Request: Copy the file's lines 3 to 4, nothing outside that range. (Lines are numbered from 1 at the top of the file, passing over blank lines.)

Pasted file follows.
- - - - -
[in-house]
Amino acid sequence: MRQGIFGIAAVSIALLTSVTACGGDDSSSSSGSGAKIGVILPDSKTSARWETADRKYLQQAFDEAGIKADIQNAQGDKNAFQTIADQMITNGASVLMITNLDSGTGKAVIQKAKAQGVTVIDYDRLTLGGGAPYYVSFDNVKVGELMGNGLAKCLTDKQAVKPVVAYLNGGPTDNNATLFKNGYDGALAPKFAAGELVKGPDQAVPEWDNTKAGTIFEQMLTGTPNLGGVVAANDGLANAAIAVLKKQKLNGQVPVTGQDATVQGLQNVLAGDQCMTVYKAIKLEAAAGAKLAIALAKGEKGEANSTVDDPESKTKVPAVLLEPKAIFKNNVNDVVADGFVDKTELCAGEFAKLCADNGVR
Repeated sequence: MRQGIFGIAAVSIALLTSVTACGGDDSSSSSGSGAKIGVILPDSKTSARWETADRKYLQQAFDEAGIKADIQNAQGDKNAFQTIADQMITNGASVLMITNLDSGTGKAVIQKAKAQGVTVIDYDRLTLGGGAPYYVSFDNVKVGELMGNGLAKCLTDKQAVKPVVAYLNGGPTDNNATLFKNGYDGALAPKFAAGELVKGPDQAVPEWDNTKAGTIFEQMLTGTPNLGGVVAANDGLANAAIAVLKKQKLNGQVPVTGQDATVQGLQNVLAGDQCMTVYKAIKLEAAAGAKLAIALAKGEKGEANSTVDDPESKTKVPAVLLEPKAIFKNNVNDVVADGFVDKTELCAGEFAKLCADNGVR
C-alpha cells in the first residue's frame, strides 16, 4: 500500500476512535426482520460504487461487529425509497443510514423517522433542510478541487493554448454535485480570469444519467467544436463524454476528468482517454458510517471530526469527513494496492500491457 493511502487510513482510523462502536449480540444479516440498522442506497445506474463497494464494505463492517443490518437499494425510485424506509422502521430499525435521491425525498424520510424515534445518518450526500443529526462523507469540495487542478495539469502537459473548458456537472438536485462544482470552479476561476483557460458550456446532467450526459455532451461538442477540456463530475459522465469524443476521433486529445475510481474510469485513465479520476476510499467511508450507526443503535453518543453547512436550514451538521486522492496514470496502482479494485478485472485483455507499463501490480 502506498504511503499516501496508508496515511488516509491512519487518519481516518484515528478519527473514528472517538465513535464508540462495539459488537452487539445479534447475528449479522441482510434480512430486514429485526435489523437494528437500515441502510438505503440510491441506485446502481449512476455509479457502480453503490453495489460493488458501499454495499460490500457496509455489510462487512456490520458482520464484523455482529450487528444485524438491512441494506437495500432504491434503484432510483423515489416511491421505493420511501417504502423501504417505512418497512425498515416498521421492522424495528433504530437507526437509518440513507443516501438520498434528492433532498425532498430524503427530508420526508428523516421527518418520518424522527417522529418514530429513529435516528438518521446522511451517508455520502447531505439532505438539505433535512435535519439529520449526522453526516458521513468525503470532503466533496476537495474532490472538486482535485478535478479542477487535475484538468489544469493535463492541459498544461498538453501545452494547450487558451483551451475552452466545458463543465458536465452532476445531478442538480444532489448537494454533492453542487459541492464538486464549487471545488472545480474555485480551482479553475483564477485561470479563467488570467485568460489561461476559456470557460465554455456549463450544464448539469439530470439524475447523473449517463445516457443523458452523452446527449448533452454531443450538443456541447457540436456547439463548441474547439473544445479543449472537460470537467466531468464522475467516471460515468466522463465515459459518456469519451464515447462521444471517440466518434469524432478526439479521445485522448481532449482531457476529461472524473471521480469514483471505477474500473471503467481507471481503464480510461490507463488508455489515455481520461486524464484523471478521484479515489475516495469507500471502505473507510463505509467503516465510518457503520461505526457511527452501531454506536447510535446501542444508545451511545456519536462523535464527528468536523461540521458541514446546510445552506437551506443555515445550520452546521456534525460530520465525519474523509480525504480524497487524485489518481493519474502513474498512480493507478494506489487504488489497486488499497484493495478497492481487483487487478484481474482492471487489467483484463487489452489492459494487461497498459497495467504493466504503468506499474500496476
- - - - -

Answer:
Repeated sequence: MRQGIFGIAAVSIALLTSVTACGGDDSSSSSGSGAKIGVILPDSKTSARWETADRKYLQQAFDEAGIKADIQNAQGDKNAFQTIADQMITNGASVLMITNLDSGTGKAVIQKAKAQGVTVIDYDRLTLGGGAPYYVSFDNVKVGELMGNGLAKCLTDKQAVKPVVAYLNGGPTDNNATLFKNGYDGALAPKFAAGELVKGPDQAVPEWDNTKAGTIFEQMLTGTPNLGGVVAANDGLANAAIAVLKKQKLNGQVPVTGQDATVQGLQNVLAGDQCMTVYKAIKLEAAAGAKLAIALAKGEKGEANSTVDDPESKTKVPAVLLEPKAIFKNNVNDVVADGFVDKTELCAGEFAKLCADNGVR
C-alpha cells in the first residue's frame, strides 16, 4: 500500500476512535426482520460504487461487529425509497443510514423517522433542510478541487493554448454535485480570469444519467467544436463524454476528468482517454458510517471530526469527513494496492500491457 493511502487510513482510523462502536449480540444479516440498522442506497445506474463497494464494505463492517443490518437499494425510485424506509422502521430499525435521491425525498424520510424515534445518518450526500443529526462523507469540495487542478495539469502537459473548458456537472438536485462544482470552479476561476483557460458550456446532467450526459455532451461538442477540456463530475459522465469524443476521433486529445475510481474510469485513465479520476476510499467511508450507526443503535453518543453547512436550514451538521486522492496514470496502482479494485478485472485483455507499463501490480 502506498504511503499516501496508508496515511488516509491512519487518519481516518484515528478519527473514528472517538465513535464508540462495539459488537452487539445479534447475528449479522441482510434480512430486514429485526435489523437494528437500515441502510438505503440510491441506485446502481449512476455509479457502480453503490453495489460493488458501499454495499460490500457496509455489510462487512456490520458482520464484523455482529450487528444485524438491512441494506437495500432504491434503484432510483423515489416511491421505493420511501417504502423501504417505512418497512425498515416498521421492522424495528433504530437507526437509518440513507443516501438520498434528492433532498425532498430524503427530508420526508428523516421527518418520518424522527417522529418514530429513529435516528438518521446522511451517508455520502447531505439532505438539505433535512435535519439529520449526522453526516458521513468525503470532503466533496476537495474532490472538486482535485478535478479542477487535475484538468489544469493535463492541459498544461498538453501545452494547450487558451483551451475552452466545458463543465458536465452532476445531478442538480444532489448537494454533492453542487459541492464538486464549487471545488472545480474555485480551482479553475483564477485561470479563467488570467485568460489561461476559456470557460465554455456549463450544464448539469439530470439524475447523473449517463445516457443523458452523452446527449448533452454531443450538443456541447457540436456547439463548441474547439473544445479543449472537460470537467466531468464522475467516471460515468466522463465515459459518456469519451464515447462521444471517440466518434469524432478526439479521445485522448481532449482531457476529461472524473471521480469514483471505477474500473471503467481507471481503464480510461490507463488508455489515455481520461486524464484523471478521484479515489475516495469507500471502505473507510463505509467503516465510518457503520461505526457511527452501531454506536447510535446501542444508545451511545456519536462523535464527528468536523461540521458541514446546510445552506437551506443555515445550520452546521456534525460530520465525519474523509480525504480524497487524485489518481493519474502513474498512480493507478494506489487504488489497486488499497484493495478497492481487483487487478484481474482492471487489467483484463487489452489492459494487461497498459497495467504493466504503468506499474500496476